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Russian Journal of Ecology, Vol. 34, No. 5, 2003, pp. 350–354. Translated from Ekologiya, No. 5, 2003, pp. 387–391.
Original Russian Text Copyright © 2003 by Ponomarev.
An increase in the survival rate of the larvae of nee-
dle- or leaf-gnawing insects and, hence, in their popu-
lation density is often attributed to the weakening of
physiological activity of their host plants and an
increase in the protein and carbohydrate contents in
their foliage, which are favorable for the larvae. The
food quality (assimilability) of leaves for the same spe-
cies (the gypsy moth) sometimes directly correlates
with the contents of free sugars in the leaf; in other
cases, however, this correlation may be absent or
inverse (Benkevich, 1984; Meyer and Montgomery,
1987). The data concerning proteins are also contradic-
tory (Meyer and Montgomery, 1987; Facth, 1992).
Moreover, the contents of nitrogen-containing com-
pounds in the leaves decreases most rapidly in droughty
years, which usually coincide with pest population out-
breaks, while an increase or ﬂuctuations in the content
of nitrogen result in its lower assimilation by the larvae
(Stockhoff, 1993). According to Feeny (1970), the sur-
vival of leaf-gnawing insects depends on the age of
leaves and the contents of water and tannins in them.
On the other hand, Haukioja and Niemela (1978) pos-
tulated that phenols are the main factor of plant protec-
tion from defoliation by pests. However, numerous sub-
sequent studies on the effects of phenols on the devel-
opment of leaf-gnawing insects produced contradictory
results, which made Haukioja (1989) reject the former
hypothesis and suppose that the role of carbohydrate
content in the leaves is probably more important.
Edel’man (1963) considered the data indicating that
the early- and late-instar larvae of spring- and summer-
feeding leaf-gnawing insects, including the gypsy
moth, differ in their requirements for the biochemical
composition of food (in particular, the contents of nitro-
gen-containing compounds and carbohydrates). On this
basis, she concluded that “the coincidence of seasonal
changes in the biochemical composition of food and the
dietary requirements of insects at all stages of their
development is one of the factors responsible for pest
population outbreaks” (Edel’man, 1963, p. 12). This
postulate deserves serious consideration.
All other factors (morbidity, developmental abnor-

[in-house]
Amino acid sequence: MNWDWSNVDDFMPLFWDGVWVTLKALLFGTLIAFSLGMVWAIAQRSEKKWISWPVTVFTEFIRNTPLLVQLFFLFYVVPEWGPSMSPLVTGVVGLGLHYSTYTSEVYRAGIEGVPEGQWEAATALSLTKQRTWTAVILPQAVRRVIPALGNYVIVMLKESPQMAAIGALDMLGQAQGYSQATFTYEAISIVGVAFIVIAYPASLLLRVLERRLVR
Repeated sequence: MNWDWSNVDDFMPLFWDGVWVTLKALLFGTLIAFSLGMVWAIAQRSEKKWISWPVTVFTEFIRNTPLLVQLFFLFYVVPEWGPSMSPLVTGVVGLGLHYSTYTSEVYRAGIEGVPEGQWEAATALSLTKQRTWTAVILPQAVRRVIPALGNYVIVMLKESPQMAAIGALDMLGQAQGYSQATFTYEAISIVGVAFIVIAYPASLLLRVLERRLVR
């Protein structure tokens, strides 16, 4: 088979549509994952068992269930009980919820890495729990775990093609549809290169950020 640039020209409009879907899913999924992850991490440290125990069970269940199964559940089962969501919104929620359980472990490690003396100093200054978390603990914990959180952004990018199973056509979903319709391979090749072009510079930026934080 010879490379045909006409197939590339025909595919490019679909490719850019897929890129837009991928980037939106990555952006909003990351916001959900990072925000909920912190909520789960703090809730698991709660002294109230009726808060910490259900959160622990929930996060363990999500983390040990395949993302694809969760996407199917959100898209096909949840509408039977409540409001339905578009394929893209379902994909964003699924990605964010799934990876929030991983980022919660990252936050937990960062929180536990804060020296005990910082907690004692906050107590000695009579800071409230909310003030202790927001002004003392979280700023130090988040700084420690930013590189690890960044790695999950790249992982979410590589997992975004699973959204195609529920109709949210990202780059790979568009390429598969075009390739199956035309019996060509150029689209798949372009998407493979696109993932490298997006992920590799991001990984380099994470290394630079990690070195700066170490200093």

malities, etc.) being equal, the survival rate of the larvae
consuming a certain kind of food must be dependent on
one more factor, namely, the positive balance of energy
and matter upon feeding. When the content of carbohy-
drates in the foliage is low, nothing except for one fac-
tor can prevent a larva from consuming more food to
obtain the necessary amount of carbohydrates. This
factor is the energy cost of food assimilation.
In this context, attention should be paid to such a
parameter as pH of the leaf homogenate of a food plant.
It is known that acidity of the leaf sap increases in the
period from the opening of leaves to their full maturity
and, thereafter, decreases with age, and the shape of the
acidity curve depends on both plant species and envi-
ronmental conditions (Vasﬁlov, 1997).
The formation of protein–tannin complexes upon
destruction of vacuoles in the leaf creates a problem for
pests feeding on foliage. This phenomenon has given
rise to the concept that tannins have a role in plant pro-
tection from defoliation (Schultz and Lechowicz,
1986). However, the gypsy moth prefers to feed on the
plants whose foliage contains great amounts of tannins,
such as species of the families Salicaceae, Betulaceae,
and Fagaceae (Benkevich, 1984). In the experiments
performed by American researchers (Govenor
1997), the larvae whose food contained tannins and had
a high pH value proved to reach a greater weight while
consuming less food than the larvae that were on a tan-
The protein–tannin complexes form in an acidic
medium and decompose at pH > 9 (Schultz and
Lechowicz, 1986). Alkalization of the midgut contents
is dependent on oxidative phosphorylation and occurs
Physiological Age of Host Plant Foliage and Survival
of Gypsy Moth Larvae
V. I. Ponomarev
Botanical Garden, Ural Division, Russian Academy of Sciences, ul. Bilimbaevskaya 32a, Yekaterinburg, 620134 Russia
Received December 27, 2002
—The pH of leaf homogenates of common birch (
L.), a food plant of gypsy moth
L.) larvae, was measured at different times of day in the course of leaf organogenesis, and
midgut pH was measured in gypsy moth larvae phenotypically differing in the color of the hypodermis at the
ﬁfth instar. A possible relation between these parameters is discussed.
: gypsy moth, pH of food plant leaves, midgut pH in larvae.